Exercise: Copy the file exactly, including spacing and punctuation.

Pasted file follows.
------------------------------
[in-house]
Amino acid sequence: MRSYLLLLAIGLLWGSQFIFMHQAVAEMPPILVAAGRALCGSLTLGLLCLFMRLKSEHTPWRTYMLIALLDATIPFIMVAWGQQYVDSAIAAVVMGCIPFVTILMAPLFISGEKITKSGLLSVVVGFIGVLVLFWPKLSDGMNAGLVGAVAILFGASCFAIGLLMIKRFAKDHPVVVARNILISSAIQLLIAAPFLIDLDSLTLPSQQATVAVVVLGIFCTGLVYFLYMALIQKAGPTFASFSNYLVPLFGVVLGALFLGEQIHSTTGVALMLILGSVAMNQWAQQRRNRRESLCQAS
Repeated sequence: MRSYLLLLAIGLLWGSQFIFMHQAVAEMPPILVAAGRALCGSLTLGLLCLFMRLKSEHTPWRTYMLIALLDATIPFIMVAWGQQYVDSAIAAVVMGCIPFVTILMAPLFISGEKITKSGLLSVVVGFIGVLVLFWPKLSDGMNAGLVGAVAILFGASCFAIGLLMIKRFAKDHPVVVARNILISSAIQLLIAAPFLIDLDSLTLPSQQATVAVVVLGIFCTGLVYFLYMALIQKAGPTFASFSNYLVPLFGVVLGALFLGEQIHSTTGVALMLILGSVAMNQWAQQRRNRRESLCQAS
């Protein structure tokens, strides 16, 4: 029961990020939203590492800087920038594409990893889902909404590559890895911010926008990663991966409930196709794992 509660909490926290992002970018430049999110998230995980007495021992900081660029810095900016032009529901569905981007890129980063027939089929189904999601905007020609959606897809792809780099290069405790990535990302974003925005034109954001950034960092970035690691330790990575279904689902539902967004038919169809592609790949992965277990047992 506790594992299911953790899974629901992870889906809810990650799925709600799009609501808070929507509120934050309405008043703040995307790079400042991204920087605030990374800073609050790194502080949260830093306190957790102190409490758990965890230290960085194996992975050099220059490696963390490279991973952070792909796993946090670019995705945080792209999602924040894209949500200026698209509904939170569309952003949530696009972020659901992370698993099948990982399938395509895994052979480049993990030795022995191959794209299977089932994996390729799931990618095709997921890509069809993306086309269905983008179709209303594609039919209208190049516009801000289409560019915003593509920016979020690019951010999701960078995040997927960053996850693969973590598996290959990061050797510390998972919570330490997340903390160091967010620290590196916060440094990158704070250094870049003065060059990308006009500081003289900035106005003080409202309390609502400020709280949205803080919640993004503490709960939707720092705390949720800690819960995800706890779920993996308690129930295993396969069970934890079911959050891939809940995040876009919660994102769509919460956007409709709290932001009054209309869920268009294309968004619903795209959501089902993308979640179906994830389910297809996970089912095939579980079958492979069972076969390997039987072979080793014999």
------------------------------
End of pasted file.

[in-house]
Amino acid sequence: MRSYLLLLAIGLLWGSQFIFMHQAVAEMPPILVAAGRALCGSLTLGLLCLFMRLKSEHTPWRTYMLIALLDATIPFIMVAWGQQYVDSAIAAVVMGCIPFVTILMAPLFISGEKITKSGLLSVVVGFIGVLVLFWPKLSDGMNAGLVGAVAILFGASCFAIGLLMIKRFAKDHPVVVARNILISSAIQLLIAAPFLIDLDSLTLPSQQATVAVVVLGIFCTGLVYFLYMALIQKAGPTFASFSNYLVPLFGVVLGALFLGEQIHSTTGVALMLILGSVAMNQWAQQRRNRRESLCQAS
Repeated sequence: MRSYLLLLAIGLLWGSQFIFMHQAVAEMPPILVAAGRALCGSLTLGLLCLFMRLKSEHTPWRTYMLIALLDATIPFIMVAWGQQYVDSAIAAVVMGCIPFVTILMAPLFISGEKITKSGLLSVVVGFIGVLVLFWPKLSDGMNAGLVGAVAILFGASCFAIGLLMIKRFAKDHPVVVARNILISSAIQLLIAAPFLIDLDSLTLPSQQATVAVVVLGIFCTGLVYFLYMALIQKAGPTFASFSNYLVPLFGVVLGALFLGEQIHSTTGVALMLILGSVAMNQWAQQRRNRRESLCQAS
């Protein structure tokens, strides 16, 4: 029961990020939203590492800087920038594409990893889902909404590559890895911010926008990663991966409930196709794992 509660909490926290992002970018430049999110998230995980007495021992900081660029810095900016032009529901569905981007890129980063027939089929189904999601905007020609959606897809792809780099290069405790990535990302974003925005034109954001950034960092970035690691330790990575279904689902539902967004038919169809592609790949992965277990047992 506790594992299911953790899974629901992870889906809810990650799925709600799009609501808070929507509120934050309405008043703040995307790079400042991204920087605030990374800073609050790194502080949260830093306190957790102190409490758990965890230290960085194996992975050099220059490696963390490279991973952070792909796993946090670019995705945080792209999602924040894209949500200026698209509904939170569309952003949530696009972020659901992370698993099948990982399938395509895994052979480049993990030795022995191959794209299977089932994996390729799931990618095709997921890509069809993306086309269905983008179709209303594609039919209208190049516009801000289409560019915003593509920016979020690019951010999701960078995040997927960053996850693969973590598996290959990061050797510390998972919570330490997340903390160091967010620290590196916060440094990158704070250094870049003065060059990308006009500081003289900035106005003080409202309390609502400020709280949205803080919640993004503490709960939707720092705390949720800690819960995800706890779920993996308690129930295993396969069970934890079911959050891939809940995040876009919660994102769509919460956007409709709290932001009054209309869920268009294309968004619903795209959501089902993308979640179906994830389910297809996970089912095939579980079958492979069972076969390997039987072979080793014999």